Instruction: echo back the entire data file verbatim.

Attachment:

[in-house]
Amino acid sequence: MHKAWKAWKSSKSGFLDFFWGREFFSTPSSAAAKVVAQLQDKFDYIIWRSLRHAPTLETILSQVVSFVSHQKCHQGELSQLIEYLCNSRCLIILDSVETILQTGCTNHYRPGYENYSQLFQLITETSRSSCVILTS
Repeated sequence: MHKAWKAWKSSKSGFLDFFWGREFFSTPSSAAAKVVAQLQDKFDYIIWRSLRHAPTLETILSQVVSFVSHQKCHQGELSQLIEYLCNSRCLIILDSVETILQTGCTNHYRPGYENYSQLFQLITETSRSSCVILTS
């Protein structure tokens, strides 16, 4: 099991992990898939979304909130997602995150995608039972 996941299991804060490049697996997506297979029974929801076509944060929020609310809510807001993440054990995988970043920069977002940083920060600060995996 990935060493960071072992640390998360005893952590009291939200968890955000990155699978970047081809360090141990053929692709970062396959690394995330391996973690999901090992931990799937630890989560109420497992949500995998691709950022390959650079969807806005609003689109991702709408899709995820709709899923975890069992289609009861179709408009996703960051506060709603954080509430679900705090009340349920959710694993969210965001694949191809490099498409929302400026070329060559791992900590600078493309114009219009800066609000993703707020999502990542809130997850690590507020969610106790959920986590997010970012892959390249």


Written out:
[in-house]
Amino acid sequence: MHKAWKAWKSSKSGFLDFFWGREFFSTPSSAAAKVVAQLQDKFDYIIWRSLRHAPTLETILSQVVSFVSHQKCHQGELSQLIEYLCNSRCLIILDSVETILQTGCTNHYRPGYENYSQLFQLITETSRSSCVILTS
Repeated sequence: MHKAWKAWKSSKSGFLDFFWGREFFSTPSSAAAKVVAQLQDKFDYIIWRSLRHAPTLETILSQVVSFVSHQKCHQGELSQLIEYLCNSRCLIILDSVETILQTGCTNHYRPGYENYSQLFQLITETSRSSCVILTS
């Protein structure tokens, strides 16, 4: 099991992990898939979304909130997602995150995608039972 996941299991804060490049697996997506297979029974929801076509944060929020609310809510807001993440054990995988970043920069977002940083920060600060995996 990935060493960071072992640390998360005893952590009291939200968890955000990155699978970047081809360090141990053929692709970062396959690394995330391996973690999901090992931990799937630890989560109420497992949500995998691709950022390959650079969807806005609003689109991702709408899709995820709709899923975890069992289609009861179709408009996703960051506060709603954080509430679900705090009340349920959710694993969210965001694949191809490099498409929302400026070329060559791992900590600078493309114009219009800066609000993703707020999502990542809130997850690590507020969610106790959920986590997010970012892959390249």